In his final report on his independent review of build-out rates, Sir Oliver Letwin recommends that the government should give planning authorities in places with high housing demand the power to designate certain areas within their local plans as land which can be developed only as single large sites.
The former Tory Cabinet member says ministers should give councils clear statutory powers to buy the land designated for such large sites compulsorily. He said that councils should be ablr to do so at prices that reflect the value of those sites once they have planning permission and masterplans that reflect the new requirements for greater housing diversity he recommends.
Letwin says local authorities should be given guidance to "press the diversity requirements to the point where they generate a maximum residual development value for the land on these sites of around ten times existing use value".
Elsewhere in his review, he also recommends:
- new planning rules for sites of more than 1,500 homes in high demand areas requiring diversity of housing product
- the creation of an expert committee to arbitrate between developers and authorities where diversity requirements prompt an appeal
- the creation of new vehicles through which authorities can control the development of large sites
Letwin’s recommendations reflect his conclusion in his draft analysis, published in June, that
the "homogeneity" of the types and tenures of homes on offer on large sites, and the limits on the rate at which the market will absorb such homogenous products, "are the fundamental drivers of the slow rate of build-out".
He says his recommendations set out ways in which the government could increase the variety of what is offered on these large sites, raise the proportion of affordable housing and raise the rate of build-out.
He says the government should:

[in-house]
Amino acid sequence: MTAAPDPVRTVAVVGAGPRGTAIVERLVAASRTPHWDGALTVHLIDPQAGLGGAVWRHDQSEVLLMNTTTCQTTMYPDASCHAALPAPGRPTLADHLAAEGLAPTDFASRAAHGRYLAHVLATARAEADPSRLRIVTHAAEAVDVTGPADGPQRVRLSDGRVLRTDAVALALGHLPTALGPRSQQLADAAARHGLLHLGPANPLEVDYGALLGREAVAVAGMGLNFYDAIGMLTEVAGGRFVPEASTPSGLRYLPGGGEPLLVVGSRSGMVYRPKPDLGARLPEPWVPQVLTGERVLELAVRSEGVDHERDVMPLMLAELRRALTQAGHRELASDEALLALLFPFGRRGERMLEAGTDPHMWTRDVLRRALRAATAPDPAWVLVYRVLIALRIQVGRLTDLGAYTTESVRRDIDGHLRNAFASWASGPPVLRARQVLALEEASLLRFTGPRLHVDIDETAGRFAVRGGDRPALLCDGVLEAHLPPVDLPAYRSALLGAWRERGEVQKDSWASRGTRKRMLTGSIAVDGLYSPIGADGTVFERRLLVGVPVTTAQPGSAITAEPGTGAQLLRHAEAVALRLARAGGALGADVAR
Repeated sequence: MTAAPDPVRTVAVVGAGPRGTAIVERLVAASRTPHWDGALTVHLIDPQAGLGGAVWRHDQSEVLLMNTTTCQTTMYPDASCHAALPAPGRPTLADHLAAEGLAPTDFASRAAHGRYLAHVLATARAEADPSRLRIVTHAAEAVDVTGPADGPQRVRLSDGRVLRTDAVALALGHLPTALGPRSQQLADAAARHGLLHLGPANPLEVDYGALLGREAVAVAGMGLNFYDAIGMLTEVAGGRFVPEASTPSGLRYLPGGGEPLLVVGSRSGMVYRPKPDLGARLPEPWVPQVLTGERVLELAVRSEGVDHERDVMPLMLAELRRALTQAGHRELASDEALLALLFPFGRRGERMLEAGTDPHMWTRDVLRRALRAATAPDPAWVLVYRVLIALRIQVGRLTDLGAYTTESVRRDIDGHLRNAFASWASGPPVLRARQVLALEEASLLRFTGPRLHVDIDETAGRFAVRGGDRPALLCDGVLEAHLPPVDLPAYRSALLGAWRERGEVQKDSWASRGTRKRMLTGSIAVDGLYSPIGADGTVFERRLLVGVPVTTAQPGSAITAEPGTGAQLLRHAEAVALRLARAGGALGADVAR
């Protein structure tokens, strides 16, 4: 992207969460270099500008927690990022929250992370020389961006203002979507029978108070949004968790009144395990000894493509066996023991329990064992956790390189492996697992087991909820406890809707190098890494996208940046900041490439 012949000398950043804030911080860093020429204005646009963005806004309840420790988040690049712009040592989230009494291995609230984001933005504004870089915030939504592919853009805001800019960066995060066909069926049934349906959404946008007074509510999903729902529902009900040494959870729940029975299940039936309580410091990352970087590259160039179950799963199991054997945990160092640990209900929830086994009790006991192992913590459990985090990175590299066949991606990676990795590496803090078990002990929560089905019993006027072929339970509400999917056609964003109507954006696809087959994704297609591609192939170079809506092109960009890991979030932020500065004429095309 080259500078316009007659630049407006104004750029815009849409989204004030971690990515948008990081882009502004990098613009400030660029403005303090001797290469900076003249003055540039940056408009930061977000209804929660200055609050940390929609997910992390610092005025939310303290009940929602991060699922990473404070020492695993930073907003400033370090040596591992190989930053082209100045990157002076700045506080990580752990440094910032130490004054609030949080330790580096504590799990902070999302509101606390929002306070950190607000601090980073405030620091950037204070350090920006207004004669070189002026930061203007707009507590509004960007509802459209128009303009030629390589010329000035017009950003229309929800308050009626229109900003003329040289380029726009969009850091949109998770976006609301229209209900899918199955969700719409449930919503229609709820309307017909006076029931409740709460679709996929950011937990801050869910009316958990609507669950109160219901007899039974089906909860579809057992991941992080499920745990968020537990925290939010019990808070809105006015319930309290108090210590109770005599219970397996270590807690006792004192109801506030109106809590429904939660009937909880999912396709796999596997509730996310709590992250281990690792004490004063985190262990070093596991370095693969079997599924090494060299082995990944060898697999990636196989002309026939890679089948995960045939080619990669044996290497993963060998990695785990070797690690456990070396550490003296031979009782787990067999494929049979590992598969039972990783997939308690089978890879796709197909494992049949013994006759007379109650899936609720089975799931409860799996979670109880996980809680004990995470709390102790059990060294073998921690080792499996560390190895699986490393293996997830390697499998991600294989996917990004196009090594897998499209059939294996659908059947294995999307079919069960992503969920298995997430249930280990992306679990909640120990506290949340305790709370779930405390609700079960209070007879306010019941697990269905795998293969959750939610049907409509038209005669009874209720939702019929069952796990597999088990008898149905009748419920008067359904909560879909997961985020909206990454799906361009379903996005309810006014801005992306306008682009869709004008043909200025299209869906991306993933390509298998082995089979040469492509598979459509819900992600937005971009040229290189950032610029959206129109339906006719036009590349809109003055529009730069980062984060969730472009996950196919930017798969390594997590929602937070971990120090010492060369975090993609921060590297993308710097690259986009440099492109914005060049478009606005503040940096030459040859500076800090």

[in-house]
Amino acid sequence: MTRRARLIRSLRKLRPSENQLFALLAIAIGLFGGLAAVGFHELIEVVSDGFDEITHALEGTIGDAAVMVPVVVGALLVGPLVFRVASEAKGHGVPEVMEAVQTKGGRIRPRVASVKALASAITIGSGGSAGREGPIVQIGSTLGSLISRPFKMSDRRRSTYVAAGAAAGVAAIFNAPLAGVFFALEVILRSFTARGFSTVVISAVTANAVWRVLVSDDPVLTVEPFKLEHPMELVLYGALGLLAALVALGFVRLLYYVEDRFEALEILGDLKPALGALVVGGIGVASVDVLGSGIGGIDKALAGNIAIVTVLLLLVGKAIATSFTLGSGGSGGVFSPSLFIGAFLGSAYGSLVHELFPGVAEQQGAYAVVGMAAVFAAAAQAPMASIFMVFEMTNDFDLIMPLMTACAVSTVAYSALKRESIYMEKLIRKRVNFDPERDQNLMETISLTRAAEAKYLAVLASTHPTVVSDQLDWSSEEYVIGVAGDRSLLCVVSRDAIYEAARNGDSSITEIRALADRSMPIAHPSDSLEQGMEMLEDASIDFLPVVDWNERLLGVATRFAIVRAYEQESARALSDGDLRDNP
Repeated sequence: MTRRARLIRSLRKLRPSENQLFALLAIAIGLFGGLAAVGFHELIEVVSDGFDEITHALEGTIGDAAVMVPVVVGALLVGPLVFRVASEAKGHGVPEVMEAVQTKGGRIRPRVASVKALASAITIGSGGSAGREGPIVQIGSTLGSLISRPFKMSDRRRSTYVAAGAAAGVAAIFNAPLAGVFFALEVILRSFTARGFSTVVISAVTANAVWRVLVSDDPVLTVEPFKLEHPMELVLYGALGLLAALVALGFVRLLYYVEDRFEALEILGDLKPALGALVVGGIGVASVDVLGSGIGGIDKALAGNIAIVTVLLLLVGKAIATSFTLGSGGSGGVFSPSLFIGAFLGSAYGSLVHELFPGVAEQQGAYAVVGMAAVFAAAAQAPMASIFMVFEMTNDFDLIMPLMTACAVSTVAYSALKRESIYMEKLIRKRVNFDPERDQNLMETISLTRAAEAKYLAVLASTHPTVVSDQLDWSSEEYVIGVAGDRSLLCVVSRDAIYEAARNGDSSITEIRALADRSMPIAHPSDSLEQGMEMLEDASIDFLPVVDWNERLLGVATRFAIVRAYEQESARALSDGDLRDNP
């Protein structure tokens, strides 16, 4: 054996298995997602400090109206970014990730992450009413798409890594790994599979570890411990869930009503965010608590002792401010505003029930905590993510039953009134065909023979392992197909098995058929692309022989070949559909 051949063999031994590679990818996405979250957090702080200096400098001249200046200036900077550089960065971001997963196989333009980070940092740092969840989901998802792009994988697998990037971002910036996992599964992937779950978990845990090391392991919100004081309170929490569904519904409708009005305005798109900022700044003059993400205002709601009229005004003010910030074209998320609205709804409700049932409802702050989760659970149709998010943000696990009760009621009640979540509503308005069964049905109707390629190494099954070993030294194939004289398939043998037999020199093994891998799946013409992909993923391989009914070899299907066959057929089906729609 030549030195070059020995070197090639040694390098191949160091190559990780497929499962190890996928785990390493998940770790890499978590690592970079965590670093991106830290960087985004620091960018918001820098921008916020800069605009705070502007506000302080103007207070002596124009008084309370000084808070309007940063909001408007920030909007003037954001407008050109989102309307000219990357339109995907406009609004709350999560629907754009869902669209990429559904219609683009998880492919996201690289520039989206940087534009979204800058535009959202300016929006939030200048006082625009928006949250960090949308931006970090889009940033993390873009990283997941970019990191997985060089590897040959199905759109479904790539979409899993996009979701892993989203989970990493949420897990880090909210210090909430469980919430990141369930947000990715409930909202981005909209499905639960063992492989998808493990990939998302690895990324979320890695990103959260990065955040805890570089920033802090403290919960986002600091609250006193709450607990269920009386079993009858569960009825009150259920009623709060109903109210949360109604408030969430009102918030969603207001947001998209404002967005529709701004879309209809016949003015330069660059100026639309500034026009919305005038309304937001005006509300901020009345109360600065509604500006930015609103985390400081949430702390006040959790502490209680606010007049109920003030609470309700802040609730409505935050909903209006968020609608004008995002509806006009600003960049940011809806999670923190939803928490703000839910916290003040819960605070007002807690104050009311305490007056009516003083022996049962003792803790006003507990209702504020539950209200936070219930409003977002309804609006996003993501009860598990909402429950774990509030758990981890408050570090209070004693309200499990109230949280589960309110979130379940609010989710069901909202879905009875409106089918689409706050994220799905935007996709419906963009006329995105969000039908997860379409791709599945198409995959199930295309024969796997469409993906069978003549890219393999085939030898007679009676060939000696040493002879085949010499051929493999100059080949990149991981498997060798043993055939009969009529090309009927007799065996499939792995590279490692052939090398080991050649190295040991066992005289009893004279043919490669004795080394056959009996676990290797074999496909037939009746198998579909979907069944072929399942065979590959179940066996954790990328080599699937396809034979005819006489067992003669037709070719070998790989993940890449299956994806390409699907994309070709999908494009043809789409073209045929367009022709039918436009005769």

- Adopt a new set of planning rules for all future large sites (which would initially be defined as those over 1,500 units) in areas of high housing demand, requiring those developing such sites to provide a diversity of offerings, in line with diversification principles in a new planning policy document.
- Establish a "national expert committee" to advise local authorities on the interpretation of diversity requirements for large sites and to arbitrate where the diversity requirements cause an appeal as a result of disagreement between the local authority and the developer.
With the aim of maximising the chances that the new planning rules for large sites will have an early effect, he recommends that the government should:
- Make any future government funding for housebuilders or potential purchasers on sites of over 1,500 units conditional upon the builder accepting a section 106 agreement that conforms with the new planning policy for such sites.
- Consider allocating a small amount of funding to a large sites viability fund to prevent any interruption of development on existing large sites that could otherwise become non-viable for the existing builder as a result of accepting the new diversity provisions.